New Belgium, which was instrumental in developing this section, strongly supports multimodal transportation, says Susanne Hackett, the brewery’s community and media relations specialist.

“We believe in diverse modes of transportation, and safe and accessible public pathways for pedestrians and bicyclists,” she says. “In addition to improved safety and quality of life, these pathways improve economic vitality for communities.”

For these reasons, she continues, the company recently took a public stand opposing House Bill 44, a proposed state law that would restrict local governments’ ability to install bike lanes. “Right now there is legislation on the table that threatens our local communities’ ability to make their own choices for bicycle infrastructure and threatens partnerships like the ones we’ve been able to make,” says Hackett.

Meanwhile, New Belgium is also partnering with Highland Brewing Co., she says, to produce the Footpath Belgian Session Ale. Slated for a Friday, June 26 release, it will be sold exclusively at Highland for a limited time, with $2 of every pint sold going to the nonprofit Friends of Connect Buncombe. The partnership is part of the Brewing for Greenways initiative, which aims to raise awareness, support Connect Buncombe and help fund development of the county’s Greenways and Trails Master Plan.

The money for this and future greenways will come from a combination of taxes, grants and corporate partnerships, says Stephanie Monson Dahl, director of the city’s Riverfront Redevelopment Office. “Taxpayers,” she notes, “will see a near dollar-for-dollar match toward the cost of the greenway projects.”

City to showcase its greenway dreams

A MODEL OF SUCCESS — David Tuch details the greenway's features. Photo courtesy of Equinox
A MODEL FOR SUCCESS — David Tuch details the features of the New Belgium greenway. Photo courtesy of Equinox

The city of Asheville’s Riverfront Redevelopment Office will host a public gathering and meeting, Grilling on Greenways from 11 a.m.-1 p.m. Saturday, June 27, at the Carrier Park pavilion. The session will showcase the city’s five greenway projects that are currently being designed and prepared for construction: the Clingman Forest Greenway, the Townbranch Greenway, the Beaucatcher Greenway, the French Broad River Westbank’s Greenway (two segments) and the French Broad River Eastbank Greenway.

“We want the public to have the opportunity to understand what kind of connected greenway system is about to happen. We’ll be seeking public input at this event on both the French Broad River West Greenway and the Beaucatcher Greenway,” Lucy Crown, greenways coordinator,  said.

The public is welcome to attend the June 27 drop-in session. Hot dogs and other refreshments will be served.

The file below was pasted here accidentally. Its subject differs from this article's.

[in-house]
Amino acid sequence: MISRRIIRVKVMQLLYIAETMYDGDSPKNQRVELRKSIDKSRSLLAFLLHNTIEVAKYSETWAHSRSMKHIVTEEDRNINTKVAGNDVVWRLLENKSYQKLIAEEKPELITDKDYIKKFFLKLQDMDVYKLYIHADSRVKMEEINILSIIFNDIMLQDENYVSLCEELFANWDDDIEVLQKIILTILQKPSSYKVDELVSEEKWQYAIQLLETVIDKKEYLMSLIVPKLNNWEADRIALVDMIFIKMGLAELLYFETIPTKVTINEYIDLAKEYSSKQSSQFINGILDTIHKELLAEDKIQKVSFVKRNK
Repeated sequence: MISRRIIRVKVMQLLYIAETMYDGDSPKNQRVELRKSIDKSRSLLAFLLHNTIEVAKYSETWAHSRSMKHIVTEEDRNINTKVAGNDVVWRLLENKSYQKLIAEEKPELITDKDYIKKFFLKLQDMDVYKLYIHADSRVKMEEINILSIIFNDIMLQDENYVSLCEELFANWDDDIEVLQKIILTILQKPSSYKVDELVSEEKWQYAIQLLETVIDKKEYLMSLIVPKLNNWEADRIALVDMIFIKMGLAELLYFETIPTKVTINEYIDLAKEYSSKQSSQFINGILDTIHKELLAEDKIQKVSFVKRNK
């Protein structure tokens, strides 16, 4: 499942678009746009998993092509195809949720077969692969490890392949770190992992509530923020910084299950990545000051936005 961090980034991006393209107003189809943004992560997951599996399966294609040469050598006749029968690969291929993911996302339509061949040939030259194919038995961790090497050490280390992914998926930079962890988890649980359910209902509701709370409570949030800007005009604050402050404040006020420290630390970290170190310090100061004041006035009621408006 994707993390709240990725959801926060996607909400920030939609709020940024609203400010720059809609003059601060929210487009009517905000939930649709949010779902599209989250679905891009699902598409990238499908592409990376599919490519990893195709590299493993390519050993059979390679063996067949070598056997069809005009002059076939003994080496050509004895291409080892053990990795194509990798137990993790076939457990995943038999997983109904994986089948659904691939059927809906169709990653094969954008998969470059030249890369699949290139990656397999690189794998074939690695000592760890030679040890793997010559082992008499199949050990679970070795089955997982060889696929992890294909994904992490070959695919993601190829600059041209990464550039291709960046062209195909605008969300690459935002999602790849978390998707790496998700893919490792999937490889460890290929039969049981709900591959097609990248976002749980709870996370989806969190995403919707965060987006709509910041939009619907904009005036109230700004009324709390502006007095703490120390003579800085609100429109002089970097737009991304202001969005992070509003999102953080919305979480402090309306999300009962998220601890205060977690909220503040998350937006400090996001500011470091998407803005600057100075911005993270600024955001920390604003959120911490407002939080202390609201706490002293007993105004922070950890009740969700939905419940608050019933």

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About Rachel Ingram
Rachel freelances for Mountain Xpress. She still can't believe she gets paid to meet new people and explore Western North Carolina on her days off from her "real" job as a direct care provider at a residential treatment center for youth (which she also thoroughly enjoys). To round it out, she also likes to drink wine, swim, backpack and cook, but not in that order.

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6 thoughts on “Step by step: New Belgium greenway plans finalized

  1. Jed

    Looks great for the councilmen that own the property; Taxpayers now pay to devlope their property for them… Then when it floods they’ll be right back wanting the taxpayers to fix it again..

    • Lamont Cranston

      Where did you read in the article that the property is owned by a councilmen Did you mean many councilmen own properties along this Greenway, or just a single one? Where’s a link to your allegation? This Greenway is what the citizens want, and it is a great idea.

    • FLOODartGallery

      You guys do remember, this is a FLOOD zone, hence the name, FLOOD art gallery?

  2. JR

    Good article thanks. One correction: New Belgium site is in West Asheville, not River Arts District.

  3. CD Simpson

    Hey city council, remember EAST Asheville? We’re the part of town with NO greenways. Ever try to bike to work on Swannanoa river road? Now that’s sketchy.

  4. Booch

    Oh look a wall with a paved sidewalk. How is that green in any way? There might be room for a half dozen shrubs along that part of the river. New Belgium is building a bunker wall for erosion and bring treated like they invented something.